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Hey non non- nonnio

For once—mark this, youngsters, Mr. John is being kind, or close to it—I find no fault with the Associated Press Stylebook. Its entry on non- is relatively straightforward:

non- The rules of prefixes apply, but in general [emphasis added] no hyphen when forming a compound that does not have a special meaning and can be understood if not is used before the base word. Use a hyphen, however, before proper nouns or in awkward combinations, [emphasis added] such as non-nuclear.

Oddly, some copy editors appear to have registered no hyphen when forming a compound, fixated on it, and blanked out the rest. It may have something to do with the regrettable tendency within the craft to prefer Rules, however illusory, to judgment, however variable. But AP makes it unmistakable that judgment is to be exercised.

I’ve ridiculed nonlife-threatening in the past and have apparently broken the staff at The Sun of threatening nonlife. Sometimes they even lapse into English and write that “injuries were not life-threatening.” But the other day I saw someone identified in edited copy as a nonpresident.

Maybe I’m wrong about their misinterpreting the stylebook. Maybe they just think that part of the cutbacks is a rationing of hyphens.

Anyhow, whatever dictionary you happen to use should have an extensive display of non- compounds, some hyphenated and many not. You can look things up or not, depending on whether you have the time, but here is a little guideline for non- compounds: If it looks odd without a hyphen, or you think the reader might stumble over it, put a hyphen in. Even if the dictionary shows it as solid. It’s less likely to be distracting with the hyphen than without.

If you’re not non compos, you should be able to handle that.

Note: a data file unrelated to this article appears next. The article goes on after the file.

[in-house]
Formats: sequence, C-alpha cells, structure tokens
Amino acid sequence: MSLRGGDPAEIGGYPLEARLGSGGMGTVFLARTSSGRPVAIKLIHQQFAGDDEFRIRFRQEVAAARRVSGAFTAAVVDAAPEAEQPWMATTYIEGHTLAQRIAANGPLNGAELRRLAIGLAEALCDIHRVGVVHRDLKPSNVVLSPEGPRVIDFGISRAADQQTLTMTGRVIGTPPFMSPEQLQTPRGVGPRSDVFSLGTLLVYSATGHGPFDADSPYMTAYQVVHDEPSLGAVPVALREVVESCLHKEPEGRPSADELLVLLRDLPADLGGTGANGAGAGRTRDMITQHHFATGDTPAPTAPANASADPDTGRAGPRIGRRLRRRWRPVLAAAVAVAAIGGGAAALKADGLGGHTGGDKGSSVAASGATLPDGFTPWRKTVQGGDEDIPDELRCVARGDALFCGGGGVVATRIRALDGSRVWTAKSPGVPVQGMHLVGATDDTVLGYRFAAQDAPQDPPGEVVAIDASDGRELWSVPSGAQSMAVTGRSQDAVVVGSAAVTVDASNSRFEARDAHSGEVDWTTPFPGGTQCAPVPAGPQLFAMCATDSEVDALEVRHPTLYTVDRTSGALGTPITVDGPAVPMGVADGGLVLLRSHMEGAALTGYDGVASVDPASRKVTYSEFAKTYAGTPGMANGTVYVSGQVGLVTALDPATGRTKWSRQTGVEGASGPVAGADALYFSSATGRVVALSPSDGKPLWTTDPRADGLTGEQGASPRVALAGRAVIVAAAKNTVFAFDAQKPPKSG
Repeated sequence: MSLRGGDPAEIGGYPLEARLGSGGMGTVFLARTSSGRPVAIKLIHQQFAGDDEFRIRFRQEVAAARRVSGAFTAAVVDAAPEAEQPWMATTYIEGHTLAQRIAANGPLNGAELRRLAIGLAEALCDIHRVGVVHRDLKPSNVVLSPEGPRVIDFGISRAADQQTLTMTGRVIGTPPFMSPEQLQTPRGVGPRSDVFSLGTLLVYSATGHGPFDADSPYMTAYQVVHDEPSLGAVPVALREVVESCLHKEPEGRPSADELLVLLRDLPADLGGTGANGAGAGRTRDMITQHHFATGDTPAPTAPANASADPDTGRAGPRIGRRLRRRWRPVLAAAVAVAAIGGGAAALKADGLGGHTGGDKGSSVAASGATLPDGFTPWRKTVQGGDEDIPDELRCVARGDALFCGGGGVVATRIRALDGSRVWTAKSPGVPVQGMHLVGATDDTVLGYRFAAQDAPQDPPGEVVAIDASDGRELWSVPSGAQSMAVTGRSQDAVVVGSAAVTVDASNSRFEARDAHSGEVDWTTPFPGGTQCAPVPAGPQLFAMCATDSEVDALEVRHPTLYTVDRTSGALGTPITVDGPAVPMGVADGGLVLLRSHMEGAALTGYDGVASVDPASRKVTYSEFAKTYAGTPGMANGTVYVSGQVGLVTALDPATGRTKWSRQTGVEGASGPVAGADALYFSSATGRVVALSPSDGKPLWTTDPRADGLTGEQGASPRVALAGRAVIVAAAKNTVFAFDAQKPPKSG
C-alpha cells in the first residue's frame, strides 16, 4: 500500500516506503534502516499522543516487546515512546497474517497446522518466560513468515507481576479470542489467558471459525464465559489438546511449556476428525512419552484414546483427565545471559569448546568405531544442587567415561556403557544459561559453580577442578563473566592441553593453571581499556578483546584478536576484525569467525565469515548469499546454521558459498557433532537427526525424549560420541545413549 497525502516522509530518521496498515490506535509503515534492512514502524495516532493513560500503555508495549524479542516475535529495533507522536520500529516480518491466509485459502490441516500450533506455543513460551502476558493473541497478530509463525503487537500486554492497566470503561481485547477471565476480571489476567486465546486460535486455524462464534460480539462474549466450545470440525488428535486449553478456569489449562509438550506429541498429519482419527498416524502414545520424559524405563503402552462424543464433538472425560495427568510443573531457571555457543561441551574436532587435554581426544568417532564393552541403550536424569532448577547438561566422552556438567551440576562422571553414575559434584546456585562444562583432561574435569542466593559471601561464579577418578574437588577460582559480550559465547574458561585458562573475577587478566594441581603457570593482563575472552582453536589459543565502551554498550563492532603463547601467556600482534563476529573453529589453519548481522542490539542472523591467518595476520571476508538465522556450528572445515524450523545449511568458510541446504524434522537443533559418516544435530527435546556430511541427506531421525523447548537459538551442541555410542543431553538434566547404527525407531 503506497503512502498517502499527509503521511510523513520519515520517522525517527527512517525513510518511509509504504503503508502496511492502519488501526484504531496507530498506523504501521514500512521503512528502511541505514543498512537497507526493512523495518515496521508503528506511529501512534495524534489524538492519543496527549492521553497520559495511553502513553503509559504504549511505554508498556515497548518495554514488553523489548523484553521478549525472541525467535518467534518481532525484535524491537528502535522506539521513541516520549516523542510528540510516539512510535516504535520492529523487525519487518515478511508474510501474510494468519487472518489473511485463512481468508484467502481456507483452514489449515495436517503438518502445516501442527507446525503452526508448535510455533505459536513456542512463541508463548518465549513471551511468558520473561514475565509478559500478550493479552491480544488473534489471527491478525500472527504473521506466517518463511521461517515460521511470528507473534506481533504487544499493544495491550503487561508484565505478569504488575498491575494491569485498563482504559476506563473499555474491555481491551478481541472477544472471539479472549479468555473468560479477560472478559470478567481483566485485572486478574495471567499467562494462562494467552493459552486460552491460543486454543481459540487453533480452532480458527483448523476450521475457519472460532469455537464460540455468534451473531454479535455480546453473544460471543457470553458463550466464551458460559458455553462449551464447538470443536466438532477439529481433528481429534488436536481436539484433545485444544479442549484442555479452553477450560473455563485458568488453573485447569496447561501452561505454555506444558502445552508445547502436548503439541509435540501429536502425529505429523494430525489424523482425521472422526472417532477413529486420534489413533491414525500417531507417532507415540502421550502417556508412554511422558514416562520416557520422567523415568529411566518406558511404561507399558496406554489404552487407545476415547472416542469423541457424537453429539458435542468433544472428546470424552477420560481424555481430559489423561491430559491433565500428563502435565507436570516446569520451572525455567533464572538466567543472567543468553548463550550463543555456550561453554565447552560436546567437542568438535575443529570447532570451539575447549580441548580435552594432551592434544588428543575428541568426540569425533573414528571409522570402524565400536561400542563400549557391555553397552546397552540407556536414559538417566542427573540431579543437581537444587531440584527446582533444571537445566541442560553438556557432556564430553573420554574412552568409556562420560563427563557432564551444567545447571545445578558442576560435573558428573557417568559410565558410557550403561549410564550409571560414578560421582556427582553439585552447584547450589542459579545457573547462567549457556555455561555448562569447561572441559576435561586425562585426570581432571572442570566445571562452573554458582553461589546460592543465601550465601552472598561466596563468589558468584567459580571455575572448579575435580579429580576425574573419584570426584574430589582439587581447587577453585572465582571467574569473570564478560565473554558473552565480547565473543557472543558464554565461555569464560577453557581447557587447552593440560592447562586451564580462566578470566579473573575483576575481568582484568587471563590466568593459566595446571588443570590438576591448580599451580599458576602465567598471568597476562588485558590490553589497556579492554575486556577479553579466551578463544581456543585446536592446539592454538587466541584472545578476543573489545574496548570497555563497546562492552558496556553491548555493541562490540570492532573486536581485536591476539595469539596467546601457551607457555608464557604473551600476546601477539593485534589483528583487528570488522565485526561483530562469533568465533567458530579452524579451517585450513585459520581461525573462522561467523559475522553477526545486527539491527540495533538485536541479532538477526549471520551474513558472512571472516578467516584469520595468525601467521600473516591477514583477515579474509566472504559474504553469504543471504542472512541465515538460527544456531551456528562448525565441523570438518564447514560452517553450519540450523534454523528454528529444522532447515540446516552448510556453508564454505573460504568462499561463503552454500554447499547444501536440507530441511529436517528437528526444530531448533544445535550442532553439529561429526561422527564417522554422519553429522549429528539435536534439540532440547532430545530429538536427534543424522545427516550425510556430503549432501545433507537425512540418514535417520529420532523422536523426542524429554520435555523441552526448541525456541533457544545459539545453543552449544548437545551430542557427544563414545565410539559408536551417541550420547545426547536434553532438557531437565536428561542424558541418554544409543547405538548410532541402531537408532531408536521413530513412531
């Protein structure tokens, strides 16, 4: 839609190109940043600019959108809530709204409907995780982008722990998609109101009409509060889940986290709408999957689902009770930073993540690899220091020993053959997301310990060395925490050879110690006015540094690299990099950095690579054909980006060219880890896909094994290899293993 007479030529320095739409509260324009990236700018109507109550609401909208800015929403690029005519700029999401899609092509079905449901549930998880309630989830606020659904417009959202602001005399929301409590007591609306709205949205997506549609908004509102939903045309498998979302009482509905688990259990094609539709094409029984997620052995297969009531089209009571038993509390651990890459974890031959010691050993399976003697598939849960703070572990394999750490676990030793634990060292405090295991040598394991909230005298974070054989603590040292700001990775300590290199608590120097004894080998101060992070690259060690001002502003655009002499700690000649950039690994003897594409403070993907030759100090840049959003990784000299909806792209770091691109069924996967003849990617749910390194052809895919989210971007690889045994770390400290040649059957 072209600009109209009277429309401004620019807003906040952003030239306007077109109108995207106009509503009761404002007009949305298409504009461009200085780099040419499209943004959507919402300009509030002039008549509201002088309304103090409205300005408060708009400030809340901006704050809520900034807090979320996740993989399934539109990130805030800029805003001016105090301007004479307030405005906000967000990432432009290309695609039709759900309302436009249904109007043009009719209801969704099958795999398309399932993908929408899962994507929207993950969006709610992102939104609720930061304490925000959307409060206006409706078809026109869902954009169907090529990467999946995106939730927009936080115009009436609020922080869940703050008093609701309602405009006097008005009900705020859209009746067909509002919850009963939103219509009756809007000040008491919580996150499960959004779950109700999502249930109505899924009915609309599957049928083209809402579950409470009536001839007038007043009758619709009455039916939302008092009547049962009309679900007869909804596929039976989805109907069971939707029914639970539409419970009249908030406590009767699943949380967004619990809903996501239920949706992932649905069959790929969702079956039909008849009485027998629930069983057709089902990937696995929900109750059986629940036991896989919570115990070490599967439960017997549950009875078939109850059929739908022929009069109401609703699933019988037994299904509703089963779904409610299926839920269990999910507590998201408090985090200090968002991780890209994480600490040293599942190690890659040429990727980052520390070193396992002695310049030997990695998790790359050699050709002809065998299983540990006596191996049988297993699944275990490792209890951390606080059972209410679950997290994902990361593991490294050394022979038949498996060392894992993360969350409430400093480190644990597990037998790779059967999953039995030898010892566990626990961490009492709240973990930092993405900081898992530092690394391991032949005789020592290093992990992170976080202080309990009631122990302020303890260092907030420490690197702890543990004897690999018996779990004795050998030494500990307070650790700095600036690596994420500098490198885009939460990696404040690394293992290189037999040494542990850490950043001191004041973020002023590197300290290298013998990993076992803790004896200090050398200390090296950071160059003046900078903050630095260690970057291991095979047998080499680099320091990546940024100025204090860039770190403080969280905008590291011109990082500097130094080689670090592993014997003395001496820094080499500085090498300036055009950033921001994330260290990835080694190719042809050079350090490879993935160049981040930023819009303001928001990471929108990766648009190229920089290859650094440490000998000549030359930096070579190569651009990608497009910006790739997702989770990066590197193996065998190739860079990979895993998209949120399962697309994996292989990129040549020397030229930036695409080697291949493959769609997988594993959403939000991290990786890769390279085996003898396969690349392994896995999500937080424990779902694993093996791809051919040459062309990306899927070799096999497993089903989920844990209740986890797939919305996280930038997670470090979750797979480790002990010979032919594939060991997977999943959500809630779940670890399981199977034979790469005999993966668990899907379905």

Posted by John McIntyre at 10:17 AM | | Comments (8)


Yes. Thinking first of what helps the reader is as close as I have to a rule.

My favorite such example, which probably comes up in my job more than in yours, is "nonkey" for, of course, "non-key."

Both nonlife-threatening and non-life-threatening seem awkward to me. Either way, my brain stops to ask "What, exactly, does that really mean?" In a quote I'd go for the second, of course, but otherwise I'd look hard for a way to use "not life threatening."

Excessive reliance on rules is, I think, a great way to hasten the end of copy-editing jobs. A strict set of rules can be transformed into software. Judgment can not.

Incidentally, this may be the least effective SEO headline I have ever written.

>"this may be the least effective SEO headline I have ever written."

But you'll definitely have a lock on traffic from people looking for negation in the works of Shakespeare.

Lots of nonpresidents out there right now.

not being non compos, I'm wondering if one ought not set off a borrowed latin phrase in some way?

I considered that, but Webster's New World, the nearest dictionary at hand, lists "non compos mentis" just as it does all English words, indicating that it has been naturalized by long adoption.

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About John McIntyre
John McIntyre, mild-mannered editor for a great metropolitan newspaper, has fussed over writers’ work, to sporadic expressions of gratitude, for thirty years. He is The Sun’s night content production manager and former head of its copy desk. He also teaches editing at Loyola University Maryland. A former president of the American Copy Editors Society, a native of Kentucky, a graduate of Michigan State and Syracuse, and a moderate prescriptivist, he writes about language, journalism, and arbitrarily chosen topics. If you are inspired by a spirit of contradiction, comment on the posts or write to him at
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